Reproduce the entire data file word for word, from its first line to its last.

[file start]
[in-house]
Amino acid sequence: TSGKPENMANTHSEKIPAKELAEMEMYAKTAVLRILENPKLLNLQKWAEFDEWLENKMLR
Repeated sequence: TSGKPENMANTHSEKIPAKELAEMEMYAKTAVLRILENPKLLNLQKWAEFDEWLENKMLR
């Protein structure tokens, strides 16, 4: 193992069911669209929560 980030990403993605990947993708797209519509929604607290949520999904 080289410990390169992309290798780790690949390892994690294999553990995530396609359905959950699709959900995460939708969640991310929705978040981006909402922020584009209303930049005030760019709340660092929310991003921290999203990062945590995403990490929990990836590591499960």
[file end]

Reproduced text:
[in-house]
Amino acid sequence: TSGKPENMANTHSEKIPAKELAEMEMYAKTAVLRILENPKLLNLQKWAEFDEWLENKMLR
Repeated sequence: TSGKPENMANTHSEKIPAKELAEMEMYAKTAVLRILENPKLLNLQKWAEFDEWLENKMLR
């Protein structure tokens, strides 16, 4: 193992069911669209929560 980030990403993605990947993708797209519509929604607290949520999904 080289410990390169992309290798780790690949390892994690294999553990995530396609359905959950699709959900995460939708969640991310929705978040981006909402922020584009209303930049005030760019709340660092929310991003921290999203990062945590995403990490929990990836590591499960």